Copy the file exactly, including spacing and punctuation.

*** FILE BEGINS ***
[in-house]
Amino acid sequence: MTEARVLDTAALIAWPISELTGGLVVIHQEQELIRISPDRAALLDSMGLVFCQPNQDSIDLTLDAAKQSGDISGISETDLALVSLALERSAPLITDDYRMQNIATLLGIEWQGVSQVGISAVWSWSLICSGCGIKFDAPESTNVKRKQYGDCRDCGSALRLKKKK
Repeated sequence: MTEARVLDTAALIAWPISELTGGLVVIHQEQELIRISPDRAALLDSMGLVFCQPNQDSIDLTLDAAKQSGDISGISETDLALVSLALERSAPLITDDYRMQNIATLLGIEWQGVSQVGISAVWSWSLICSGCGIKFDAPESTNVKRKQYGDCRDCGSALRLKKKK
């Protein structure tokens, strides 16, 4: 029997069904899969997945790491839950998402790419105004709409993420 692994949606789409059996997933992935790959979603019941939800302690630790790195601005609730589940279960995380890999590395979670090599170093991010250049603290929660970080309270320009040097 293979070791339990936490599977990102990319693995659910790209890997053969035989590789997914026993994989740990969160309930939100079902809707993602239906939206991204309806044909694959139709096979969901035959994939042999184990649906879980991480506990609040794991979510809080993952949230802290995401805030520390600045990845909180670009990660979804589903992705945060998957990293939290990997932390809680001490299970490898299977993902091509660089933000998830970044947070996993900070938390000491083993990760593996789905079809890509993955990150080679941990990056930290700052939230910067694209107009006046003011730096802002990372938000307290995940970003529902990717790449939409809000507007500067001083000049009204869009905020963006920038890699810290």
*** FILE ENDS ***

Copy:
[in-house]
Amino acid sequence: MTEARVLDTAALIAWPISELTGGLVVIHQEQELIRISPDRAALLDSMGLVFCQPNQDSIDLTLDAAKQSGDISGISETDLALVSLALERSAPLITDDYRMQNIATLLGIEWQGVSQVGISAVWSWSLICSGCGIKFDAPESTNVKRKQYGDCRDCGSALRLKKKK
Repeated sequence: MTEARVLDTAALIAWPISELTGGLVVIHQEQELIRISPDRAALLDSMGLVFCQPNQDSIDLTLDAAKQSGDISGISETDLALVSLALERSAPLITDDYRMQNIATLLGIEWQGVSQVGISAVWSWSLICSGCGIKFDAPESTNVKRKQYGDCRDCGSALRLKKKK
């Protein structure tokens, strides 16, 4: 029997069904899969997945790491839950998402790419105004709409993420 692994949606789409059996997933992935790959979603019941939800302690630790790195601005609730589940279960995380890999590395979670090599170093991010250049603290929660970080309270320009040097 293979070791339990936490599977990102990319693995659910790209890997053969035989590789997914026993994989740990969160309930939100079902809707993602239906939206991204309806044909694959139709096979969901035959994939042999184990649906879980991480506990609040794991979510809080993952949230802290995401805030520390600045990845909180670009990660979804589903992705945060998957990293939290990997932390809680001490299970490898299977993902091509660089933000998830970044947070996993900070938390000491083993990760593996789905079809890509993955990150080679941990990056930290700052939230910067694209107009006046003011730096802002990372938000307290995940970003529902990717790449939409809000507007500067001083000049009204869009905020963006920038890699810290």